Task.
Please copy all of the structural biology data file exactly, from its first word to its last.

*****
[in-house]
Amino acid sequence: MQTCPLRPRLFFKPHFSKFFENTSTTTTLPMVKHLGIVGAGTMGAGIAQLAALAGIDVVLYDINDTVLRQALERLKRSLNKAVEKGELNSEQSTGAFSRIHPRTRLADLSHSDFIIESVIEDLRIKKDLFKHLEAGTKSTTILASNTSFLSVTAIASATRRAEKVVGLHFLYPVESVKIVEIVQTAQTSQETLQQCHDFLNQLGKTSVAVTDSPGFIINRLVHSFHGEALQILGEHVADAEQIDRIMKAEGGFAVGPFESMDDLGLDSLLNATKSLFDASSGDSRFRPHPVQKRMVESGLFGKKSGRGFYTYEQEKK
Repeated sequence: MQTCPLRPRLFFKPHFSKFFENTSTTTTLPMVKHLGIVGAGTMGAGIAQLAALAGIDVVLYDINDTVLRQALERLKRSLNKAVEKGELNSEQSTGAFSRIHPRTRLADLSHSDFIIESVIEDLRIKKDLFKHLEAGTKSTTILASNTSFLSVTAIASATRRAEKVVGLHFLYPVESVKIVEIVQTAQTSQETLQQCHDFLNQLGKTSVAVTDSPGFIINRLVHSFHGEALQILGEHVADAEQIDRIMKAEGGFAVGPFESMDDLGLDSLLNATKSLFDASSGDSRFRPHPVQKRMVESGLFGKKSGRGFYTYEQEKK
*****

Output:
[in-house]
Amino acid sequence: MQTCPLRPRLFFKPHFSKFFENTSTTTTLPMVKHLGIVGAGTMGAGIAQLAALAGIDVVLYDINDTVLRQALERLKRSLNKAVEKGELNSEQSTGAFSRIHPRTRLADLSHSDFIIESVIEDLRIKKDLFKHLEAGTKSTTILASNTSFLSVTAIASATRRAEKVVGLHFLYPVESVKIVEIVQTAQTSQETLQQCHDFLNQLGKTSVAVTDSPGFIINRLVHSFHGEALQILGEHVADAEQIDRIMKAEGGFAVGPFESMDDLGLDSLLNATKSLFDASSGDSRFRPHPVQKRMVESGLFGKKSGRGFYTYEQEKK
Repeated sequence: MQTCPLRPRLFFKPHFSKFFENTSTTTTLPMVKHLGIVGAGTMGAGIAQLAALAGIDVVLYDINDTVLRQALERLKRSLNKAVEKGELNSEQSTGAFSRIHPRTRLADLSHSDFIIESVIEDLRIKKDLFKHLEAGTKSTTILASNTSFLSVTAIASATRRAEKVVGLHFLYPVESVKIVEIVQTAQTSQETLQQCHDFLNQLGKTSVAVTDSPGFIINRLVHSFHGEALQILGEHVADAEQIDRIMKAEGGFAVGPFESMDDLGLDSLLNATKSLFDASSGDSRFRPHPVQKRMVESGLFGKKSGRGFYTYEQEKK